The older we get the less efficient we are at producing vitamin D
As we get older our bodies have less of the vitamin D precursor in our skin which means that we become less efficient at producing vitamin D through exposure to the sun.
Research has shown that low vitamin D status is associated with cognitive decline, a decreased ability to perform activities of daily living and mortality. Vitamin D supplementation has also been shown to reduce the occurrence of acute respiratory tract infections by nearly 50% and improve survival rate after hip surgery. Therefore combating vitamin D deficiency is vitally important in preserving our health as we age.
There is a high prevalence of vitamin D among over 65's
Compounding the problem of not being able to produce as much vitamin D through skin exposure to the sun, elderly individuals also tend to live lifestyles that keep them indoors and lack access to information D education, as a result there is a high prevalence of vitamin D among the elderly.
Therefore recent research, published in the journal Osteoporosis International and reported on by the Vitamin D Council, sought to determine the dosage of vitamin D required to maintain optimal levels in individual over the age of 65.
A total of 305 individuals of age 65 and over were included in the study - the participants were able to walk, were living independently and were not supplementing with more than 400 IU vitamin D3 per day prior to taking part in the study.
The participants were randomly assigned to receive either 4000 IU of vitamin D3, 2000 IU of vitamin D3 or placebo every day for a period of one year.
The most accurate way to measure how much vitamin D is in your body is the 25-hydroxy vitamin D blood test. A level of 20 nanograms/milliliter to 50 ng/mL is considered adequate for healthy people. A level less than 12 ng/mL indicates vitamin D deficiency.
All participants had low levels of vitamin D at the start of the study, defined as less than 20 ng/ml. The time period over which the study was conducted allowed the participants to reach optimal vitamin D status which is defined as between 40 and 60 ng/ml.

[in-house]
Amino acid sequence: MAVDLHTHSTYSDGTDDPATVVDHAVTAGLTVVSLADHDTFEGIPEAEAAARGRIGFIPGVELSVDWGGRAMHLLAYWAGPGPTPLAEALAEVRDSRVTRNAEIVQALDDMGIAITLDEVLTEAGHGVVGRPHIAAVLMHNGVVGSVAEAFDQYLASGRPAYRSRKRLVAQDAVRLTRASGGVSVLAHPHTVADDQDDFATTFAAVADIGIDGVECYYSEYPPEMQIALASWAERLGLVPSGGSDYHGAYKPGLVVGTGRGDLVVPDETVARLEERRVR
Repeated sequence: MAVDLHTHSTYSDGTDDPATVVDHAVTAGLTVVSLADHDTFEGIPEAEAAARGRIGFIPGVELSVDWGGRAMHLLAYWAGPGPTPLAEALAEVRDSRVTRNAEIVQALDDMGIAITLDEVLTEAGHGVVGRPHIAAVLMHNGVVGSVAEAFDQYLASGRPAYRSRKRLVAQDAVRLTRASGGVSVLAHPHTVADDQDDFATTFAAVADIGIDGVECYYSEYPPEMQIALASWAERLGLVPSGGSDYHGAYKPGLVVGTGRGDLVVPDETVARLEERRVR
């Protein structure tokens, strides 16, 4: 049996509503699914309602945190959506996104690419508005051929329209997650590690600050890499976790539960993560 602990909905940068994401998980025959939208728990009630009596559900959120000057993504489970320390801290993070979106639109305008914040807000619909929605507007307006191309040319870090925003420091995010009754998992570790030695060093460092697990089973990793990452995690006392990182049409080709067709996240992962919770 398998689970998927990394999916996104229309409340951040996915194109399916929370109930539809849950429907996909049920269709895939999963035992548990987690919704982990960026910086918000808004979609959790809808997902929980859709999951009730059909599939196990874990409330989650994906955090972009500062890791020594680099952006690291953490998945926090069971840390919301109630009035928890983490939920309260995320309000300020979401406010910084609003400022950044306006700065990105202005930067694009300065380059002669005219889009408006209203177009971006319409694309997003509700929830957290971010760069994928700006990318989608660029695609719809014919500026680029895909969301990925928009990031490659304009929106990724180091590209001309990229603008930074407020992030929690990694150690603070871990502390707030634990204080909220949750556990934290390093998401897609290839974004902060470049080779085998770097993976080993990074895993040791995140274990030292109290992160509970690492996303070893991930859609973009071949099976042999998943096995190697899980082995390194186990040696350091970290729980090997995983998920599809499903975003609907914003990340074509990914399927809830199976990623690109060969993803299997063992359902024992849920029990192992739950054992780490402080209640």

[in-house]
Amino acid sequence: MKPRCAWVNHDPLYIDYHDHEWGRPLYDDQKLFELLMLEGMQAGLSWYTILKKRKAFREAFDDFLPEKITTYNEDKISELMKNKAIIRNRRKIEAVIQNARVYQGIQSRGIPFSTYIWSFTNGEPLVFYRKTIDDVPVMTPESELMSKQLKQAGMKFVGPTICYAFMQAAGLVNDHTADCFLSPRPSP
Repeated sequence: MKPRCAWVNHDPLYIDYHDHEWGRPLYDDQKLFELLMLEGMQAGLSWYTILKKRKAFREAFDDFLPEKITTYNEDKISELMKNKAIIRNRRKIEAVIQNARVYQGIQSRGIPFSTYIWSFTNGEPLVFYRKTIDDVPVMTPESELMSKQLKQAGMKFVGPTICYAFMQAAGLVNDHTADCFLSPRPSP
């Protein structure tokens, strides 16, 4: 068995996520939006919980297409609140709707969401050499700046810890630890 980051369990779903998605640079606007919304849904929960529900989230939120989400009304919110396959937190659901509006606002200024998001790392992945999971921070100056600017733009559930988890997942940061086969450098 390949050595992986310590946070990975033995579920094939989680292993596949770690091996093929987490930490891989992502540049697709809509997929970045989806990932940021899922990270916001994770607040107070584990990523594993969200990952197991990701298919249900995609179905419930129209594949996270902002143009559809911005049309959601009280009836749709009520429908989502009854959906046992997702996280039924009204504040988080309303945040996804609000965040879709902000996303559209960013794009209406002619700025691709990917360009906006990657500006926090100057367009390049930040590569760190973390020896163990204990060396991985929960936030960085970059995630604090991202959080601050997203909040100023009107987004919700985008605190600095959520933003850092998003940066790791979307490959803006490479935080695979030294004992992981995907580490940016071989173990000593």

The results were as follows:
- After 12 months:
- vitamin D levels increased to 55 ng/ml in those who supplemented with 4,000 IU
- vitamin D levels increased to 40.8 ng/ml among those who supplemented with 2,000 IU.
- The placebo group’s vitamin D levels remained the same.
- Vitamin D levels significantly improved within one month of vitamin D supplementation in both supplement groups
- Between 6 and 12 months, the average 25(OH)D levels increased by 4.4 ng/ml and 2 ng/ml in the 4,000 IU and 2,000 IU supplement groups, respectively.
- Interestingly of the participants who were supplementing with vitamin D, the overall improvement in vitamin D status was decreased by ⅓ among overweight individuals and ⅔ in obese participants compared to those who were a normal weight.
The researchers concluded:
“After taking account of the typical average 70% compliance observed in long-term trials of vitamin supplements for disease prevention, the results of the present study suggest that daily doses of 4000 IU of vitamin D3 may be required to achieve the high plasma levels of 25(OH)D associated with the lowest risks of mortality in the observational studies.”